Canada is the only G7 country and one of the only industrialized members of the Organization for Economic Cooperation and Development without a cross Canada funded and harmonized school food program. Instead, a mix of governmental and non-governmental funders support an inconsistent, largely informal, and volunteer-driven patchwork of programs across Canada. A cross-country school food program has not been seriously considered since the 1940s; however, in 2019, for the first time in over 70 years, the Government of Canada signaled its interest in developing such a program. A comprehensive school food program informed by research has the potential to improve health and food insecurity, teach food skills, and support local food systems.
Ph.D. Candidate and Arrell Scholar Amberley T. Ruetz recently published the results from the systematic survey of Canadian school food programs that she led in collaboration with Dr. Mary McKenna from the University of New Brunswick. This survey collected comprehensive data about provincially- and territorially-funded school food programs in 2018/19 and took stock of current practices and the scale of program coverage in the country. The findings were significant as a country-wide survey of school food programs had not been undertaken since the 1990s in Canada.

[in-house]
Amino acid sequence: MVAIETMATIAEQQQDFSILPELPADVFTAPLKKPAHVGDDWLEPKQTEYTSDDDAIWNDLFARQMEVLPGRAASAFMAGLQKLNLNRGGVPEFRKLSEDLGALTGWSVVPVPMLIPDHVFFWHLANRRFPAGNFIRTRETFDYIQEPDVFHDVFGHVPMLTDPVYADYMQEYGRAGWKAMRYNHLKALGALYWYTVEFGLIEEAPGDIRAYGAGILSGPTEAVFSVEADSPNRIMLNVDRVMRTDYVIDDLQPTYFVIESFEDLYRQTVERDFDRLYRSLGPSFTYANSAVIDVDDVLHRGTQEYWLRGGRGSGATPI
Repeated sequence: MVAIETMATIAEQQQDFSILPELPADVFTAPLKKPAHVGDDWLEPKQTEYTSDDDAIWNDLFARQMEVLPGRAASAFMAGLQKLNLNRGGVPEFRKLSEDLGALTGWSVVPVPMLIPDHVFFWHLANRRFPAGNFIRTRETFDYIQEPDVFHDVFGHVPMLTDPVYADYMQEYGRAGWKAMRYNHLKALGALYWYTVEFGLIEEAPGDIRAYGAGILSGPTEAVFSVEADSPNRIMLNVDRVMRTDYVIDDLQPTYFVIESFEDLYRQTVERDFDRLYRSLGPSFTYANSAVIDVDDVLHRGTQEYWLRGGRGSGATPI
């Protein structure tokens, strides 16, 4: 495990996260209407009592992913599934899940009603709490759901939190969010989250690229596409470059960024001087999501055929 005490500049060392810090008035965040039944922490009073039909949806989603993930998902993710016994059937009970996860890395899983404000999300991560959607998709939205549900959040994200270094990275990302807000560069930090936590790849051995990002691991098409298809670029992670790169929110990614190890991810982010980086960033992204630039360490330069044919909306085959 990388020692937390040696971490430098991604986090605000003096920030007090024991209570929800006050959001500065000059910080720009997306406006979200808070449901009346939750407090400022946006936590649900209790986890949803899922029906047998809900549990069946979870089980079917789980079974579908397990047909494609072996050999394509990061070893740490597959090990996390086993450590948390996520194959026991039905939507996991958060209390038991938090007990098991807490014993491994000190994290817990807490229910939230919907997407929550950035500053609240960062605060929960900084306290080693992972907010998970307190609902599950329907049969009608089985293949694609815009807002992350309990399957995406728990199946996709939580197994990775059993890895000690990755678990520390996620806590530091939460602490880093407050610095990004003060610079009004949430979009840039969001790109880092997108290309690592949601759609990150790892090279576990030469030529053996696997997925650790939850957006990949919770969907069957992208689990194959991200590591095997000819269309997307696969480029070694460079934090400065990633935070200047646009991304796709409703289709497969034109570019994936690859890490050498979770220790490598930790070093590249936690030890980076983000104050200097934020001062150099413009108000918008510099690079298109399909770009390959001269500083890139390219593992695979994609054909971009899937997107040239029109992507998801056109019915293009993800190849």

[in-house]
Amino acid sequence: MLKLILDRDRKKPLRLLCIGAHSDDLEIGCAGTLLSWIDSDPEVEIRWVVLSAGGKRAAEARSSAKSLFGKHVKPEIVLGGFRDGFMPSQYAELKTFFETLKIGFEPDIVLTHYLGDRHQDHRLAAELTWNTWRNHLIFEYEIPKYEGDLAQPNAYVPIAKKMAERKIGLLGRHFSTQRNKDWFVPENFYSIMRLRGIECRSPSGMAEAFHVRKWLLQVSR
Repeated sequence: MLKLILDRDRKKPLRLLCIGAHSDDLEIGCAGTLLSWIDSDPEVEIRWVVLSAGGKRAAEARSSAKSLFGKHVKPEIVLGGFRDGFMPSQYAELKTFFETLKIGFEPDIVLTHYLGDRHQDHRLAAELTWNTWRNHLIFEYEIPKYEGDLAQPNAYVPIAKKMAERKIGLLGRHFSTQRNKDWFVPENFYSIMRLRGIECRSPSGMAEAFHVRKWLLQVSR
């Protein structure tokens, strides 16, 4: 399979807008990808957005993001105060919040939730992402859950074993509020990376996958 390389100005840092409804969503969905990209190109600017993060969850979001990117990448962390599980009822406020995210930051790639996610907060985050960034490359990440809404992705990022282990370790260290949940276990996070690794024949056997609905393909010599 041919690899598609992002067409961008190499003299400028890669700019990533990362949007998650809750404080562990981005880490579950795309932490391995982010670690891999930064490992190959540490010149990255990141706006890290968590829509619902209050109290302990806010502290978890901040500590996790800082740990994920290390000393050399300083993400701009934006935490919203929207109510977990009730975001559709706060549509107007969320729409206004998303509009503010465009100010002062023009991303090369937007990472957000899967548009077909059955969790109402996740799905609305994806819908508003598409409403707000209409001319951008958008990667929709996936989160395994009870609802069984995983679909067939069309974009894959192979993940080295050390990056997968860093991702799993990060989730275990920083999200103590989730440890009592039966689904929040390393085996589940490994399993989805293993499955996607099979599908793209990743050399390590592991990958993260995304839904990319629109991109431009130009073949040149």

Currently, there is inequitable access to school food programs in Canada and thus, not only a need to address disparities but also a significant opportunity to do so in a way that brings the ‘farm-to-school.’ Canada has the opportunity to develop a world-class school food program for all children with locally-grown food at its core. Such a program has the potential to enhance the long-term vitality of local economies and food systems in Canada while building a legacy of improved public health and reduced healthcare expenditures for generations to come.
The graphic visualization shows some of the results from Amberley’s recent publication ‘Characteristics of Canadian school food programs funded by provinces and territories’ in Canadian Food Studies. This pan-Canadian research is part of Amberley’s Ph.D. dissertation that also examined farm-to-school approaches to school food procurement in Ontario, which was generously supported by the Ontario Ministry of Agriculture and Rural Affairs under the supervision of Dr. John Smithers and Dr. Evan Fraser.